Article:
public void deleteStudent(@PathVariable Long id) {


  • @RestController: Marks the class as a REST controller.
  • @RequestMapping("/students"): Maps the controller to /students endpoint.
  • @GetMapping, @PostMapping, @DeleteMapping: Maps HTTP GET, POST, and DELETE requests respectively.
  • @RequestBody: Binds the HTTP request body to the Student parameter.
  • @PathVariable: Binds the URI template variable to the method parameter.

Step 5: Running and Testing the Application

5.1 Run the Application

Run the Spring Boot application using your IDE or the command line:

./mvnw spring-boot:run

5.2 Test the Endpoints

Use a tool like Postman or your browser to test the endpoints.

Create a Student

  • URL: http://localhost:8080/students
  • Method: POST
  • Body:
        "name": "John Doe",
        "email": "john.doe@example.com",
        "age": 20

Get All Students

  • URL: http://localhost:8080/students
  • Method: GET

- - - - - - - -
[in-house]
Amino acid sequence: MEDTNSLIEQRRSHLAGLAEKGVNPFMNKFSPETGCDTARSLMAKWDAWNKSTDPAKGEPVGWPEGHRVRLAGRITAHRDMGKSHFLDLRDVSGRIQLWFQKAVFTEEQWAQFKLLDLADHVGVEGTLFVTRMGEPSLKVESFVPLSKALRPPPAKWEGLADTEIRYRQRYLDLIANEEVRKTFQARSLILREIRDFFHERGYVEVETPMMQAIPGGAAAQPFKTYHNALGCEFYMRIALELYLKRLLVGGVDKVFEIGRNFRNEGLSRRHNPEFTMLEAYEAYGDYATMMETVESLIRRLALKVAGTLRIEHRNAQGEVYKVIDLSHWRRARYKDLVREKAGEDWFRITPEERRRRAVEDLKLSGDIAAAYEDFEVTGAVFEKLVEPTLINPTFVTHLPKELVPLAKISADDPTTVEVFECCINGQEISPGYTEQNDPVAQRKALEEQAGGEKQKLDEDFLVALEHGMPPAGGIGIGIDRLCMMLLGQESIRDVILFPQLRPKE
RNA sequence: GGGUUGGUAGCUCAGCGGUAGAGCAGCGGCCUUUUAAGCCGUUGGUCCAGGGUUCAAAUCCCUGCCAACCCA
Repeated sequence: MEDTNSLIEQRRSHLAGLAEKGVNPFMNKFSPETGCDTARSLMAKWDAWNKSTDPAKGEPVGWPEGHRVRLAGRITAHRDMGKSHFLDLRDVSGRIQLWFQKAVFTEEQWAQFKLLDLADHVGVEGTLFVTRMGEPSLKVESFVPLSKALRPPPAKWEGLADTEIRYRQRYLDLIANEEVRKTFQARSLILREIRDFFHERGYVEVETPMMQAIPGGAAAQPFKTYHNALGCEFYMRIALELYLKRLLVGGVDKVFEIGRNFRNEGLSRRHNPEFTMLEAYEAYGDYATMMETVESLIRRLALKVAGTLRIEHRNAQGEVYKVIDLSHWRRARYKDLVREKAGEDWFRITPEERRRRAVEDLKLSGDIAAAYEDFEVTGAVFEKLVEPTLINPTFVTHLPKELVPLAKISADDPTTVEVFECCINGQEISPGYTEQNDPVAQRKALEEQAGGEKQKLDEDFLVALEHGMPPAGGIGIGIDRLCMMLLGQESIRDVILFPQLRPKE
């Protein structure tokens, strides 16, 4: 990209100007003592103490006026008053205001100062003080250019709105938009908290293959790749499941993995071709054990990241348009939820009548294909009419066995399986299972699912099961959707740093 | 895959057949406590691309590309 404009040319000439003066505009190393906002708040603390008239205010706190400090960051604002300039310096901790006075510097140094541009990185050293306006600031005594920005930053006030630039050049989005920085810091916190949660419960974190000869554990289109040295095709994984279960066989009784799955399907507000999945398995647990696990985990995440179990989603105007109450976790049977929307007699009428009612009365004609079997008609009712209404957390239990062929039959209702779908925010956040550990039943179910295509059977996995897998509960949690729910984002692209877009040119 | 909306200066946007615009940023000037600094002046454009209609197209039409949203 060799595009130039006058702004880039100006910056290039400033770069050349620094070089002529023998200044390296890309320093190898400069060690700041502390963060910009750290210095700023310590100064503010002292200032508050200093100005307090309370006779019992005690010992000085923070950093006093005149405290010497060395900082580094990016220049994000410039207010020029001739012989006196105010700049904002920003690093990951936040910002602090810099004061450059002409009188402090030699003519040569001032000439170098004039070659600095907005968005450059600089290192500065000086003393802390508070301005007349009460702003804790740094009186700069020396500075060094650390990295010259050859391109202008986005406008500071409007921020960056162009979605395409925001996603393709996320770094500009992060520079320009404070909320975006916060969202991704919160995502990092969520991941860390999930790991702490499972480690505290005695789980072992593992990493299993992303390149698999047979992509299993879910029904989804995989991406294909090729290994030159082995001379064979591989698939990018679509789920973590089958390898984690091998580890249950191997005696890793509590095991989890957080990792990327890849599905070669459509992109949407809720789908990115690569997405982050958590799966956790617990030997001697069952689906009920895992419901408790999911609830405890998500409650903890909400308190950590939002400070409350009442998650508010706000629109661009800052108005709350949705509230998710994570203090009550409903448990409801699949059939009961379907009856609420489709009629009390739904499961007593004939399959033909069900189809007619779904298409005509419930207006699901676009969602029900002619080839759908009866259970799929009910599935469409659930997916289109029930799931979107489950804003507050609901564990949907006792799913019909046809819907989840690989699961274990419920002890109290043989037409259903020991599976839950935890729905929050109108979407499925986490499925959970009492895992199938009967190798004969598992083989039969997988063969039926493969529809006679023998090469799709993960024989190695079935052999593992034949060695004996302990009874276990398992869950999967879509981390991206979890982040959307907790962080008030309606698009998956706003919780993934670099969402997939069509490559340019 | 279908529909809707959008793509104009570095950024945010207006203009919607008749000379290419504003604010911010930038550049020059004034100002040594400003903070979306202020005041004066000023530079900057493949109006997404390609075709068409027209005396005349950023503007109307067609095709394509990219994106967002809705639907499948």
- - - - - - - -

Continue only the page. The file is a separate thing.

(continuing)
Get a Student by ID

  • URL: http://localhost:8080/students/{id}
  • Method: GET

Delete a Student

  • URL: http://localhost:8080/students/{id}
  • Method: DELETE


In this tutorial, you have learned how to configure and use Spring Data JPA in a Spring Boot 3.2 application. We covered:

  • Setting up a Spring Boot project with Spring Data JPA.
  • Defining an entity class and repository.
  • Creating service and controller layers.
  • Running and testing the application using REST endpoints.

By following these steps, you can effectively manage and interact with a database in your Spring Boot applications using Spring Data JPA.